RESIDENTS of a council aiming to significantly increase recycling rates are facing a ten-day wait to visit its recycling centre after improved weather led to a “tsunami of people coming out” with garden waste.

A six-and-a-half hour meeting of Darlington Borough Council heard while the council would strive to clear the backlog and prevent lengthy queues of cars outside its waste tip, it was also set to launch a recycling awareness campaign with a “message more in people’s faces” as more than a fifth of residents’ recycling bins waste was contaminated last year.

The meeting had heard several concerns being raised by residents and councillors over its waste management, fly-tipping and recycling strategies, which it was claimed impacted on each other.

Dismissing criticisms, leading councillors said the authority’s “robust” approach towards tackling fly-tipping in back lanes, which includes sending fine warnings to entire streets, was paying dividends in improving the environment.

Following environmentalists highlighting a national issue of how large volumes of unsuitable rubbish from recycling bins is being sent to be incinerated at energy from waste plants, which produce significant carbon emissions, resident Rachel Nixon questioned how much recycling bin waste did not reach the recycling process in the borough.

The authority’s local services cabinet member Councillor Andy Keir revealed while the total weight collected in council recycling bins had risen from 6,685 tonnes in 2017/18 to 7,316 tonnes in 2019/20, the percentage of contaminated waste from the council’s recycling bins had risen from 15 per cent to 22 per cent over that period.

Cllr Keir said as the borough also had a recycling centre the authority’s overall recycling rate was 40 per cent.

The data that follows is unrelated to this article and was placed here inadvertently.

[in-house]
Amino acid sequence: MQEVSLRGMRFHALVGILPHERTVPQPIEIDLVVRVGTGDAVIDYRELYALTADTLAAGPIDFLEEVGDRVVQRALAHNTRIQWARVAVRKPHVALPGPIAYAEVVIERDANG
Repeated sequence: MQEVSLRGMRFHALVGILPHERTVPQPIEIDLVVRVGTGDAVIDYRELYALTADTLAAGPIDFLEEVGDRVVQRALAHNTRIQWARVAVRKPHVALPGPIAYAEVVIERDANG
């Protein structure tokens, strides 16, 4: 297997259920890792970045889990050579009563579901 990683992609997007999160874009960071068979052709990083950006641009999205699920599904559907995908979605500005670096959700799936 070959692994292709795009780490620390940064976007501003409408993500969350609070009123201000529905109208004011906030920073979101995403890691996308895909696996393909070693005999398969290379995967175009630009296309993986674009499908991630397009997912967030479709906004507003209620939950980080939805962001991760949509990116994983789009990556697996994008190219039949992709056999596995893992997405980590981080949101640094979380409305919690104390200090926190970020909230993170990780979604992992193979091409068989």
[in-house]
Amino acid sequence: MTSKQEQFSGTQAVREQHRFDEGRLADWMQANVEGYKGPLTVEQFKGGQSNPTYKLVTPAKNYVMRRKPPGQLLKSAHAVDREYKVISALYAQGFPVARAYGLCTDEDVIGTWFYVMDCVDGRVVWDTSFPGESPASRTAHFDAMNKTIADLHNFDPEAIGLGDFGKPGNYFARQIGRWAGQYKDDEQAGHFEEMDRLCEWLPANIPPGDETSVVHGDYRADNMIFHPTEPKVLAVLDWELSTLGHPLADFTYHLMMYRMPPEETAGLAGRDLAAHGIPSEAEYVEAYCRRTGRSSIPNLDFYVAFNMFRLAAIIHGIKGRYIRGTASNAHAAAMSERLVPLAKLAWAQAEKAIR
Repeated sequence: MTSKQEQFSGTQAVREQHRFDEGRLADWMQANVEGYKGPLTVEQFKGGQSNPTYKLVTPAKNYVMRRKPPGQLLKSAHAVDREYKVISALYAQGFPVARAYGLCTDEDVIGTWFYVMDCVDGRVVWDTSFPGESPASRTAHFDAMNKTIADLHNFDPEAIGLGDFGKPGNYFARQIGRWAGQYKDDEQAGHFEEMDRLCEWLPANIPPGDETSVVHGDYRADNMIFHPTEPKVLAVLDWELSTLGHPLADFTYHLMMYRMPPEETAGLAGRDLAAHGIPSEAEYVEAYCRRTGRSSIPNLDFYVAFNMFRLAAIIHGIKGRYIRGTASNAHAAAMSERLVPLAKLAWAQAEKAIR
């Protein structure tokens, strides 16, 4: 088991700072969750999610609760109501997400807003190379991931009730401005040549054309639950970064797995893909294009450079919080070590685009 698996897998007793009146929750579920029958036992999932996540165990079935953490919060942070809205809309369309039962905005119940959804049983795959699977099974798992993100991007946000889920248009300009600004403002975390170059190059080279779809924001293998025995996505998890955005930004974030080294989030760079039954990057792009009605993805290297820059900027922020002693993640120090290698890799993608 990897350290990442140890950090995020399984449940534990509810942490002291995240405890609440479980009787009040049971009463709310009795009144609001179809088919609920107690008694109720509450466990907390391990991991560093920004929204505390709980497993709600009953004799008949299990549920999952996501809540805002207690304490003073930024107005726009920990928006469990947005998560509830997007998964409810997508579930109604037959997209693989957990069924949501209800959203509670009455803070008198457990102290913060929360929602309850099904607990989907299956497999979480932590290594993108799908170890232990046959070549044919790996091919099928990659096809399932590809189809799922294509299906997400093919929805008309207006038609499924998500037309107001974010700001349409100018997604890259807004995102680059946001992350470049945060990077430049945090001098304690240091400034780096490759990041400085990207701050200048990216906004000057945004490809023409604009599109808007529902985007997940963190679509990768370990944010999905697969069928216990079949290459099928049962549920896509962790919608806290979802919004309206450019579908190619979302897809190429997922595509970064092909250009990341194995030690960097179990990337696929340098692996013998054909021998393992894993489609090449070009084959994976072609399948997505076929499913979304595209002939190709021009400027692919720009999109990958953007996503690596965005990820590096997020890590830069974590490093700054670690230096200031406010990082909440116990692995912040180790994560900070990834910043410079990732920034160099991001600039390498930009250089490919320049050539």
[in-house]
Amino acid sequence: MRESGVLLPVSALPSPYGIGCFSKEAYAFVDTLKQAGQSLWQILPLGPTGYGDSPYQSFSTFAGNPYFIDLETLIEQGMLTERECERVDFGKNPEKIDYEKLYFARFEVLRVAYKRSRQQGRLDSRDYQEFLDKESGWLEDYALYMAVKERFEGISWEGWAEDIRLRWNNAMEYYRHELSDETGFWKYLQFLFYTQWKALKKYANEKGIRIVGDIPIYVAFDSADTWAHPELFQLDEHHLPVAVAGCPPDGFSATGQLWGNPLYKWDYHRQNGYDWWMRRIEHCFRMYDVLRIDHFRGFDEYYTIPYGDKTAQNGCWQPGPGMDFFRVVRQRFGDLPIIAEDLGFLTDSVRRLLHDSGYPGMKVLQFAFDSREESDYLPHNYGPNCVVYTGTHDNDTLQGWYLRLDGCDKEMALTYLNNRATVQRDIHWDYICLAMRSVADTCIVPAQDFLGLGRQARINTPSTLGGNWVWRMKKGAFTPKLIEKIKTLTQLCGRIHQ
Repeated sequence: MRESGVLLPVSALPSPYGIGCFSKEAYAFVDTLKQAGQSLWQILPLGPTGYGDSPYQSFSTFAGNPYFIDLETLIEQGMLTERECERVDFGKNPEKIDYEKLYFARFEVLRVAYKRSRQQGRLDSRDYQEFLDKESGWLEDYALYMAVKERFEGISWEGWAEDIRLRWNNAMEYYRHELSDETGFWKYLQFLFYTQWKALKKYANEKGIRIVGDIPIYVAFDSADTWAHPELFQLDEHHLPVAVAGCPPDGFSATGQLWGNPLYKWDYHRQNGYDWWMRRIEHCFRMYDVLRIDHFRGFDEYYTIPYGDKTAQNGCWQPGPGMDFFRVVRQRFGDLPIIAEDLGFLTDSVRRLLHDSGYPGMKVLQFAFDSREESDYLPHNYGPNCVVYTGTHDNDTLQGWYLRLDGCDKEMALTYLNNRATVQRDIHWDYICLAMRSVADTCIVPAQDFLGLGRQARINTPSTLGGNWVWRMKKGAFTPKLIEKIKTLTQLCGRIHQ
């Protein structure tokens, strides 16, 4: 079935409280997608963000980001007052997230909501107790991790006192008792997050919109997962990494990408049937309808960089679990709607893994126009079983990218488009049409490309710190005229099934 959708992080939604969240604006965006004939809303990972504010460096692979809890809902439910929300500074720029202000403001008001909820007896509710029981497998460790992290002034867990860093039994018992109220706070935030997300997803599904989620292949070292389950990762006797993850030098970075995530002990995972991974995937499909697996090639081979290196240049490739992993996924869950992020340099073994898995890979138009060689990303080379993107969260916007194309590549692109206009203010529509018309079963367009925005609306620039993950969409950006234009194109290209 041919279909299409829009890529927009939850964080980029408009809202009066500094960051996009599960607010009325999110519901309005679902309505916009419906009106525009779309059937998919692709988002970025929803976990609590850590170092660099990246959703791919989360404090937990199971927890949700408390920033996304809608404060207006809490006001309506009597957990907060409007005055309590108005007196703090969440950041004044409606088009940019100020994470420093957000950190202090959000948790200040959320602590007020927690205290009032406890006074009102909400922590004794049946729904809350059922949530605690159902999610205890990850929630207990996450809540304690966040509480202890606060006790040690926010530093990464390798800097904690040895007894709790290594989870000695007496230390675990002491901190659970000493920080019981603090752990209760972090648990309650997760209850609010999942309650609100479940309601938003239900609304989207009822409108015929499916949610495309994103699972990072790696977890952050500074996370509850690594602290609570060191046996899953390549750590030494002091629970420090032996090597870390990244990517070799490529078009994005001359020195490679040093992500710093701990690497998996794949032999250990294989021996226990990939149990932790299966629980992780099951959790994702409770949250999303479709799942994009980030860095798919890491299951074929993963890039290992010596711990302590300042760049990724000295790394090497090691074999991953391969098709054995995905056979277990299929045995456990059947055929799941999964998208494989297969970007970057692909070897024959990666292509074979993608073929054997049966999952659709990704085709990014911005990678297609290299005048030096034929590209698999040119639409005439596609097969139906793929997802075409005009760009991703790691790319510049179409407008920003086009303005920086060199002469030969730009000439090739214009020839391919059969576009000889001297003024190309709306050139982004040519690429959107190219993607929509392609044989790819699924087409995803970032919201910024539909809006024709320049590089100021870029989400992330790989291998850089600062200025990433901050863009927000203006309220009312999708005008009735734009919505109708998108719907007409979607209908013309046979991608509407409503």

He said: “Going forward that’s obviously the area we want to increase and we want to take that up to 45 per cent by 2025. We are looking at how we can make that message more in people’s faces, more forthright as to how we go about the recycling portion.

“When we think of online shopping, that’s going to take us even more into thinking about how we can maximise that recycling without causing contamination and getting those recycling numbers up.

“We are asking people to do their best with recycling both in their bins and also when they go to the recycling centre, and make sure they extract what they can from the general waste and put it into the appropriate bins.”

However, Cllr Andy Scott asked if the council considered it had sufficient capacity to meet demand given its recycling centre had a waiting list of about 4,500, equivalent to a ten-day wait to visit it.

He added: “Surely this is detrimental to all the work going on trying to tackle fly-tipping?”

Cllr Keir said a change in the weather had led to a “tsunami of people coming out”, creating issues with traffic backing out onto Whessoe Road, so the council had introduced a booking system to control the flow.

However, the meeting was told residents were abusing the system, booking up to 15 slots and not turning up, so the authority was looking at how it could stop it, as well as extending opening times at the centre.

Cllr Keir said: “We still have Covid, we still have social distancing so the tip is working at the rate it can under the circumstances.

“I would ask people to persevere with it. We do need the tip. If you look around at all the other areas, Newton Aycliffe for example, and other areas in the Tees Valley, they are all adopting a booking system as well, for exactly the same reasons.”